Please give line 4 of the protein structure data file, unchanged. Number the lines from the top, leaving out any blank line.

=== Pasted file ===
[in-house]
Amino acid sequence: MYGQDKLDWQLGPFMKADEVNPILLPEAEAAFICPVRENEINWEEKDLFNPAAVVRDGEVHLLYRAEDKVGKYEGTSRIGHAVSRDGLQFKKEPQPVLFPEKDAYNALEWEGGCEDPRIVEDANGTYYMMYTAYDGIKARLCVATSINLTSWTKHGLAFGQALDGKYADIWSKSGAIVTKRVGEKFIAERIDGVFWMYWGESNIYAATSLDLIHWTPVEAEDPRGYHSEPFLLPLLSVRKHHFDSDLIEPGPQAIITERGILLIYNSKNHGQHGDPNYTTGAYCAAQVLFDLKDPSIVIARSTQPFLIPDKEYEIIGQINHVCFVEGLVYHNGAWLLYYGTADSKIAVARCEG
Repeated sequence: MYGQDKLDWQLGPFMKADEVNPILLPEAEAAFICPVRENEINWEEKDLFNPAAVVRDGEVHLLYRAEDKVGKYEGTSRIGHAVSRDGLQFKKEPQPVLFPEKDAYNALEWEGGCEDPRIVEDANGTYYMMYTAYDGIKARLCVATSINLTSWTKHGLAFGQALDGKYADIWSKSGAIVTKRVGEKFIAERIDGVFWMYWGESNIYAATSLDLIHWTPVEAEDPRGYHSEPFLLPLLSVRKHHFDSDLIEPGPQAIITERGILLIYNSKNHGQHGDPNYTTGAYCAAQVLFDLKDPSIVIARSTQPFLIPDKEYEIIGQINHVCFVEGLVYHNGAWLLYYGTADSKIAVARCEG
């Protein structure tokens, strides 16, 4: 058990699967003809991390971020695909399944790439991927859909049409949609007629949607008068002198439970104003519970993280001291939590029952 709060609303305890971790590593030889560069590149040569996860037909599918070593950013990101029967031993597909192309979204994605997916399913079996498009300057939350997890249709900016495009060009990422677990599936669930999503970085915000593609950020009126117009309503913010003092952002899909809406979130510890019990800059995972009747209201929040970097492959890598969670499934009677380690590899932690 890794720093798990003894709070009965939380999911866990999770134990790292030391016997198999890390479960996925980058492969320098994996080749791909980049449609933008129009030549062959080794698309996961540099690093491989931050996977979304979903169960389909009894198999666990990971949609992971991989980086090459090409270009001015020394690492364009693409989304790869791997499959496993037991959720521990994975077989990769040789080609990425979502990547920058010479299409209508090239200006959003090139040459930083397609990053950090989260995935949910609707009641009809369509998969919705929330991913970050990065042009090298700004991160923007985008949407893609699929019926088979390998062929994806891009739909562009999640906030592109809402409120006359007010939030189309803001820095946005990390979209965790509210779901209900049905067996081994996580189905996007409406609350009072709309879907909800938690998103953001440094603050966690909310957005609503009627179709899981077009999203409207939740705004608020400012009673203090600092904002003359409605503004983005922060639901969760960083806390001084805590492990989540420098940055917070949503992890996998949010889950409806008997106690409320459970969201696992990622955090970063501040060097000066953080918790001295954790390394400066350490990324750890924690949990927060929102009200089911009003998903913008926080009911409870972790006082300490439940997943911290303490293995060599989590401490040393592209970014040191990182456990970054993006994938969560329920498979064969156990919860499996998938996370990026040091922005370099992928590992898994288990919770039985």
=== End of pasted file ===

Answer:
């Protein structure tokens, strides 16, 4: 058990699967003809991390971020695909399944790439991927859909049409949609007629949607008068002198439970104003519970993280001291939590029952 709060609303305890971790590593030889560069590149040569996860037909599918070593950013990101029967031993597909192309979204994605997916399913079996498009300057939350997890249709900016495009060009990422677990599936669930999503970085915000593609950020009126117009309503913010003092952002899909809406979130510890019990800059995972009747209201929040970097492959890598969670499934009677380690590899932690 890794720093798990003894709070009965939380999911866990999770134990790292030391016997198999890390479960996925980058492969320098994996080749791909980049449609933008129009030549062959080794698309996961540099690093491989931050996977979304979903169960389909009894198999666990990971949609992971991989980086090459090409270009001015020394690492364009693409989304790869791997499959496993037991959720521990994975077989990769040789080609990425979502990547920058010479299409209508090239200006959003090139040459930083397609990053950090989260995935949910609707009641009809369509998969919705929330991913970050990065042009090298700004991160923007985008949407893609699929019926088979390998062929994806891009739909562009999640906030592109809402409120006359007010939030189309803001820095946005990390979209965790509210779901209900049905067996081994996580189905996007409406609350009072709309879907909800938690998103953001440094603050966690909310957005609503009627179709899981077009999203409207939740705004608020400012009673203090600092904002003359409605503004983005922060639901969760960083806390001084805590492990989540420098940055917070949503992890996998949010889950409806008997106690409320459970969201696992990622955090970063501040060097000066953080918790001295954790390394400066350490990324750890924690949990927060929102009200089911009003998903913008926080009911409870972790006082300490439940997943911290303490293995060599989590401490040393592209970014040191990182456990970054993006994938969560329920498979064969156990919860499996998938996370990026040091922005370099992928590992898994288990919770039985």